I want to fly like an eagle
To the sea
Fly like an eagle
Let my spirit carry me
Steve Miller Band, 1976
The eagle “sees” the ground, because the twinkling sensation of light tickles her nerves. Today’s cameras work without the twinkle and tickle. They store numbers (digits) that approximate the amount of light passing through the lens. Satellite sensors work the same way. The data they beam to earth give me the soaring feeling of flying like an eagle, but there is more to the bits and bytes and digits sent home from space to our iPhones, laptops, and the internet.
The Metropolitan Museum of Art in New York houses the earliest existing aerial photo that was taken from a balloon hovering 600 meters above Boston, Massachusetts. Within a year the American Civil War broke out and this new technology became an experimental tool of war. It advanced rapidly, when air craft replaced the balloon during the First World War. Sharp photos of bombed-out battle and killing fields along the entire Western Front in France were taken by both Allied and German soldiers every day. Placing these photos on a map for efficient analyses of how a land- sea- or ice-scape changes over time, however, was impossible, because photos do not record precise locations.
Modern satellite photos are different. We now have fancy radar beams, computers, and several Global Position Systems (GPS) with atomic clocks to instantly calculation satellite tracks every second. This is why we now can both take photos from space AND map every dot or pixel that is sensed by the satellite moving overhead at 17,000 miles an hour snapping pictures from 430 miles above. The camera is so good that it resolves the ground at about 45 feet (15 meters). This is what such a (LandSat) picture looks like
Everyone can download these photos from the United States Geological Survey which maintains a wonderful photo and data collection archive at
but the tricky part is to turn these images or photos into maps which I have done here. More specifically, I wrote a set of c-shell and nawk scripts along with Fortran programs on my laptop to attach to each number for the light sensed by the satellite (the photo) another two numbers (the map). These are latitude and longitude that uniquely fix a location on the earth’s surface. A “normal” photo today has a few “Mega-Pixels,” that is, a few million dots. Each scene of LandSat, however, has about 324 million dots. This is why you can discern both the runways of Thule Air Force Base at 68 degrees 45′ West longitude and 76 degrees 32′ North latitude. The pier into the ice-covered ocean is just a tad to the south of Dundas Mountain at 68:54′ W and 76:34′ N. A scale of 5 kilometers is shown at the top on the right. For spatial context, here is a photo of the pier with the mountain in the background, that is, the object shown in the photo such as mountain, ship, and Helen serves a rough, but imprecise reference:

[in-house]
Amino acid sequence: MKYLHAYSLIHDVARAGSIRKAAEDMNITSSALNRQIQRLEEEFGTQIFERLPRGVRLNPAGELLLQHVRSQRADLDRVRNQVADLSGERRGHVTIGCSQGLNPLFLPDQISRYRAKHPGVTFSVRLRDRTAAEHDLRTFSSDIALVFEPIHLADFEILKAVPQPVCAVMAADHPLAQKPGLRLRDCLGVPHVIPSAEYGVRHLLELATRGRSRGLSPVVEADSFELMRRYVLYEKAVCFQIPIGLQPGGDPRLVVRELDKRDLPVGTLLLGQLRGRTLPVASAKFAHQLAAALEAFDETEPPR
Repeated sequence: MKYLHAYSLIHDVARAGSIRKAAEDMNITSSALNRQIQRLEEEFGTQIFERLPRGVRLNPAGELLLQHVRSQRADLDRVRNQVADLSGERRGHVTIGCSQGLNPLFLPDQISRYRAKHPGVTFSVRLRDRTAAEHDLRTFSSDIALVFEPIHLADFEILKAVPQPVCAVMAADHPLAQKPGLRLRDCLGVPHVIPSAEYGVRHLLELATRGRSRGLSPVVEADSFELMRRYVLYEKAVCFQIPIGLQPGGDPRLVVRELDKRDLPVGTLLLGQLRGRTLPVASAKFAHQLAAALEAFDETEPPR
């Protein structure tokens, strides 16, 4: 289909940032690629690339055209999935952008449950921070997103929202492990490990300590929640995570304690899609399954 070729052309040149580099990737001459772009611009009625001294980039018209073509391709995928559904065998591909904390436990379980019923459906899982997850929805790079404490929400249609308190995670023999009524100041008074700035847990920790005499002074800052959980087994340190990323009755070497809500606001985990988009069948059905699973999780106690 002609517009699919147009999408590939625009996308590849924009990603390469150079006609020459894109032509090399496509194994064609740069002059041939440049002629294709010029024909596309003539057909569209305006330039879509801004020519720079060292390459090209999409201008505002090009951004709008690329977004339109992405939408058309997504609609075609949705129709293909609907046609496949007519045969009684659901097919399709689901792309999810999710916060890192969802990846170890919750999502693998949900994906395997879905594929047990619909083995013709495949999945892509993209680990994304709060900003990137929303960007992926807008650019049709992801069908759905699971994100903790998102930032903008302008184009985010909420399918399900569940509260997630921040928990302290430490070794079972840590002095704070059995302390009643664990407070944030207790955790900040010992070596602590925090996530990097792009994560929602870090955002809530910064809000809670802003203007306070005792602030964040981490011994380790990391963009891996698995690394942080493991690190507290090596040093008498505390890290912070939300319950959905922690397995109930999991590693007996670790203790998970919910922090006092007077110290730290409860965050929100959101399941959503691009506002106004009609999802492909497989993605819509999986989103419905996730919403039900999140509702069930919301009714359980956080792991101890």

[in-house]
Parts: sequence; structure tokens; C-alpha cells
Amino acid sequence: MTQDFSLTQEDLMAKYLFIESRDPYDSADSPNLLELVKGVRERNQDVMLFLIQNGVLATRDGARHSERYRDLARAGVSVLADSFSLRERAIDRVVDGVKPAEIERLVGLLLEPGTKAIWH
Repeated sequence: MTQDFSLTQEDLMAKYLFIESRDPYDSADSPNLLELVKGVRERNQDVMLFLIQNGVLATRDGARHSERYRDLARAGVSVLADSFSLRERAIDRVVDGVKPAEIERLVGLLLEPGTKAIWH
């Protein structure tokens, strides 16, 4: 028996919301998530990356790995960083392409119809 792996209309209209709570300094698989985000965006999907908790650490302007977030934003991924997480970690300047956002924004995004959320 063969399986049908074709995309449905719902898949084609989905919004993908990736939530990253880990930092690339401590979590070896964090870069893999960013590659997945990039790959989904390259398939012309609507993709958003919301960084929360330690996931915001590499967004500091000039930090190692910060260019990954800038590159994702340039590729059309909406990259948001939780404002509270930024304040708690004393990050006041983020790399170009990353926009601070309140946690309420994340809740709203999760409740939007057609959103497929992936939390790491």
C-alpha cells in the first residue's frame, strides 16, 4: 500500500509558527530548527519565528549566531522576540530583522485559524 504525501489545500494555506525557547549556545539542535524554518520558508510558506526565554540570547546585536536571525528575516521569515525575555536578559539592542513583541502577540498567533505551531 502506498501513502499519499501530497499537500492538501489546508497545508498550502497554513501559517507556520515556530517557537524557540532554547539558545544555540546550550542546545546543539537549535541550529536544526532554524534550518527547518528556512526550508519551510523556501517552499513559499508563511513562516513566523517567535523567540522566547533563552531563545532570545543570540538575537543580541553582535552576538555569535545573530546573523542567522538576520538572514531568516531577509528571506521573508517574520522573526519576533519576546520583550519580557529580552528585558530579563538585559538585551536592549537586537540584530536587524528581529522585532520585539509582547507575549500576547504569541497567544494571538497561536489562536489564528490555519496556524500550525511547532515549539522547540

This photo shows the airfield and Saunders Island
The satellite image of the ice-covered fjord with Thule, Saunders Island, and Chamberlin Gletschers shows a richly texture field of sea ice. The sea ice is stuck to land and not moving except in the west (top left) where it starts to break up as seen by the dark gray piece that shows ‘black’ water peeking from below a very thin layer of new ice. There is also a polynya at 69:15′ W and 76:39′ N just to the south of an island off a cape. A polynya is open water that shows as black of very dark patches. A similar albeit weaker feature also shows to the east of Saunders Island, but it is frozen over, but the ice there is not as thick as it is over the rest of Westenholme Fjord. I suspect that larger tidal currents over shallow water mix ocean heat up to the surface to keep these waters covered by water or dangerously thin ice. There are also many icebergs grounded in the fjord. They cast shadows and from the length of these shadows one could estimate their height. Here is another such photo from 2 days ago:
I am using the satellite data and maps here to plan an experiment on the sea ice of Westenholme Fjord. Next year in March/April I will lead a team of oceanographers, engineers, and acousticians to place and test an underwater network to send data from the bottom of the ocean under the sea ice near Saunders Island to the pier at Thule and from there on to the internet. We plan to whisper from one underwater listening post to another to communicate over long ranges (20-50 kilometers) via a network of relay stations each operating smartly at very low energy levels. We will deploy these stations through holes drilled through the landfast ice 1-2 meters thick. The work is very exploratory and is funded by the National Science Foundation. Wish us luck, as we can and will use it … along with aerial photography that we turn into maps.